What Is Daucosterol?
Daucosterol is an alkaloid, meaning it contains nitrogen and has some physiological effects on the human body when consumed. Alkaloids are present in a massive array of plants, and some common ones include caffeine, cocaine, nicotine, and quinine.
While daucosterol doesn’t seem to be a major player in the noticeable physiological and psychoactive effects that kratom provides — like euphoria and pain relief — it has been shown to provide some interesting benefits, which we’ll discuss further down.
Daucosterol is found in Mitragyna speciosa, which is the scientific name for the “kratom tree,” a plant that grows naturally in Southeast Asia. It’s also known to appear in plants belonging to the family Malvaceae, more commonly referred to as “mallow plants.”
The research on daucosterol as a standalone alkaloid is minimal, so it’s unclear which kratom strains have the highest concentration. Regardless of the strain, daucosterol appears in small quantities. Since the effects of the alkaloid aren’t typically noticeable like the pain-relieving or stimulative effects of other alkaloids, there’s nothing to suggest that certain strains contain higher concentrations.
Again, there’s very little information about the specific effects of daucosterol, but some research suggests it could be beneficial. We’ll discuss these briefly below.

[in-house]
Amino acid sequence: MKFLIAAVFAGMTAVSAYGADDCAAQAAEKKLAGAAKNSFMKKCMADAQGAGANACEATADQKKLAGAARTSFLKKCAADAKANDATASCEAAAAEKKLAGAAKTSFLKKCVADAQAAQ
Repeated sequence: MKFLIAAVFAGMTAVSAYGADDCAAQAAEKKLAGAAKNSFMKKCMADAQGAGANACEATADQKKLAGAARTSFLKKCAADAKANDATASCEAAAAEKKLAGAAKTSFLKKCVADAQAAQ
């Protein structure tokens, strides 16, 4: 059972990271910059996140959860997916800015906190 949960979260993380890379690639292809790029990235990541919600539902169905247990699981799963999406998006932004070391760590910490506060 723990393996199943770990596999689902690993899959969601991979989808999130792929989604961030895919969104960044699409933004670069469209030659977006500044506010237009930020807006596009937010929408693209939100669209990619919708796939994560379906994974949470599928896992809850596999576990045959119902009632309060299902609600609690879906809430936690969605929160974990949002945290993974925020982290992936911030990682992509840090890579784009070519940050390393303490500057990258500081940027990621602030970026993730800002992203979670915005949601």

Some research suggests that daucosterol is a natural neuroprotectant, which means it can help reduce the risk of damage to the nervous system. It’s possible that, along with medical assistance, daucosterol could help reduce the damage done during a stroke or other acute nervous system injury .
It’s also possible that daucosterol could help delay the symptoms of some neurodegenerative diseases, including :
- Parkinson’s disease
- Alzheimer’s disease
- Huntington’s disease
- Multiple sclerosis (MS)
The specific mechanism by which daucosterol acts as a neuroprotectant isn’t very well understood. It’s believed that it functions similarly to the insulin-like growth factor 1 (IGF-1), which helps control and maintain neuron pathways .
Perhaps most notably, daucosterol has shown evidence of being a potential anti-cancer compound. Specifically, it’s believed that the alkaloid can induce apoptosis (mediated cell death) among cancer cells, helping to reduce the replication and proliferation of those cells .
Daucosterol also belongs to a family of natural chemicals called carotenoids, which might provide antioxidative properties that can help reduce tumor growth and prevent cancer cells from developing altogether .
Daucosterol is naturally occurring in kratom or the Mitragyna speciosa tree. It’s also present in “mallow plants,” some of which are more common.
Some examples include:
- Japanese Ginseng
It’s possible that some other plants also contain this alkaloid, specifically those that also contain carotene.
No, daucosterol is not an opiate, nor are any other alkaloids contained within kratom. Daucosterol is also not commonly confused for an opiate, as it doesn’t interact with the body’s opioid receptors, though some other kratom alkaloids do.
Related: Is Kratom An Opioid?